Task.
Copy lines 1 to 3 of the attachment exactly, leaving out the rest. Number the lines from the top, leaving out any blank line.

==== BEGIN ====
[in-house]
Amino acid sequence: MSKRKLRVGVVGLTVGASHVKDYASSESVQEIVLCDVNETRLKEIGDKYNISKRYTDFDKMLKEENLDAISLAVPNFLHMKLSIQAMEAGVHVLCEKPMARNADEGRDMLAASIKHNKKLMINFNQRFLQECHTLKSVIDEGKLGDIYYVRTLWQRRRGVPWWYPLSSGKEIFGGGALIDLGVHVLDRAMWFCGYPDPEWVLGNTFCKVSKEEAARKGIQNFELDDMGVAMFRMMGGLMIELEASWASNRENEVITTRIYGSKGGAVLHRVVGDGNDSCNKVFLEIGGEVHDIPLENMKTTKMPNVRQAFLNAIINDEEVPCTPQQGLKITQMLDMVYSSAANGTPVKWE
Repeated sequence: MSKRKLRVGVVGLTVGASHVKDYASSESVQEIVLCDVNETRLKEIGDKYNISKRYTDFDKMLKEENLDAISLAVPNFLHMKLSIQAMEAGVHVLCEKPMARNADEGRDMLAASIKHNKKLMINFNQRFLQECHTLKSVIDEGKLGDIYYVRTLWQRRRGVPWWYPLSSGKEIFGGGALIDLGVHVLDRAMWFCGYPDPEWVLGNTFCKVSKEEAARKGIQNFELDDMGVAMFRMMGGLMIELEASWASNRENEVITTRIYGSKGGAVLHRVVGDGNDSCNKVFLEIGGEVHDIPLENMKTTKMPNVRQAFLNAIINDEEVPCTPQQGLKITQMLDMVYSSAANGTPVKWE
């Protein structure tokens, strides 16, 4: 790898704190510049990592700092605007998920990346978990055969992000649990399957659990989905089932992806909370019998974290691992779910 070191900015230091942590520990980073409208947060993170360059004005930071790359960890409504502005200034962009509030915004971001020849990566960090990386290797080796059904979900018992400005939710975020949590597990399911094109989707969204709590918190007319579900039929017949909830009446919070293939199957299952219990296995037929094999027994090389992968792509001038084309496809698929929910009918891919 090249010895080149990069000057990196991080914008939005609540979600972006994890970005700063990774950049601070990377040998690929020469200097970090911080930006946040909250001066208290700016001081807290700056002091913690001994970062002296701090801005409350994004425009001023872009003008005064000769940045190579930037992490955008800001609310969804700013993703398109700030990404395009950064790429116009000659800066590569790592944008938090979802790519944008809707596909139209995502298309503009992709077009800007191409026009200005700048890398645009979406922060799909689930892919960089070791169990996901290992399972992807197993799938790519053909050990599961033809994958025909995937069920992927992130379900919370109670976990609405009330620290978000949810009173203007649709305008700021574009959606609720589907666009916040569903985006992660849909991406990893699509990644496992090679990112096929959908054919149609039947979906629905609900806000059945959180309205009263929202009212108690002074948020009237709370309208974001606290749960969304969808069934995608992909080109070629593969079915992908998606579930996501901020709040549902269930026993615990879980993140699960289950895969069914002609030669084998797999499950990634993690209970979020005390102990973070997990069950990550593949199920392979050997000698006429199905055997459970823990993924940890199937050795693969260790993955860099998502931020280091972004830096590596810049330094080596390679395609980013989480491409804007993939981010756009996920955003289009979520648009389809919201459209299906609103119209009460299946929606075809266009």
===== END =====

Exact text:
[in-house]
Amino acid sequence: MSKRKLRVGVVGLTVGASHVKDYASSESVQEIVLCDVNETRLKEIGDKYNISKRYTDFDKMLKEENLDAISLAVPNFLHMKLSIQAMEAGVHVLCEKPMARNADEGRDMLAASIKHNKKLMINFNQRFLQECHTLKSVIDEGKLGDIYYVRTLWQRRRGVPWWYPLSSGKEIFGGGALIDLGVHVLDRAMWFCGYPDPEWVLGNTFCKVSKEEAARKGIQNFELDDMGVAMFRMMGGLMIELEASWASNRENEVITTRIYGSKGGAVLHRVVGDGNDSCNKVFLEIGGEVHDIPLENMKTTKMPNVRQAFLNAIINDEEVPCTPQQGLKITQMLDMVYSSAANGTPVKWE
Repeated sequence: MSKRKLRVGVVGLTVGASHVKDYASSESVQEIVLCDVNETRLKEIGDKYNISKRYTDFDKMLKEENLDAISLAVPNFLHMKLSIQAMEAGVHVLCEKPMARNADEGRDMLAASIKHNKKLMINFNQRFLQECHTLKSVIDEGKLGDIYYVRTLWQRRRGVPWWYPLSSGKEIFGGGALIDLGVHVLDRAMWFCGYPDPEWVLGNTFCKVSKEEAARKGIQNFELDDMGVAMFRMMGGLMIELEASWASNRENEVITTRIYGSKGGAVLHRVVGDGNDSCNKVFLEIGGEVHDIPLENMKTTKMPNVRQAFLNAIINDEEVPCTPQQGLKITQMLDMVYSSAANGTPVKWE